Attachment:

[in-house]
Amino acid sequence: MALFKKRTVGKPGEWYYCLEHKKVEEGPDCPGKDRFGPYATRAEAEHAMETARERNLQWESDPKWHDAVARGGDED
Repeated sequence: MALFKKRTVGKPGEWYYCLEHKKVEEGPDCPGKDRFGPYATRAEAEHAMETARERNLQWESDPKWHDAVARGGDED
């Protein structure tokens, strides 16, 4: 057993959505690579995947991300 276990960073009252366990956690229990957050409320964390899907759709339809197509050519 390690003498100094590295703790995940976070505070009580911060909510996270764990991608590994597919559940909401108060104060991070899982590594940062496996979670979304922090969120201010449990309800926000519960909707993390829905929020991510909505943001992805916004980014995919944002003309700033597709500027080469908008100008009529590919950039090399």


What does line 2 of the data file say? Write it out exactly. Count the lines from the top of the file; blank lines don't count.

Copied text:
Amino acid sequence: MALFKKRTVGKPGEWYYCLEHKKVEEGPDCPGKDRFGPYATRAEAEHAMETARERNLQWESDPKWHDAVARGGDED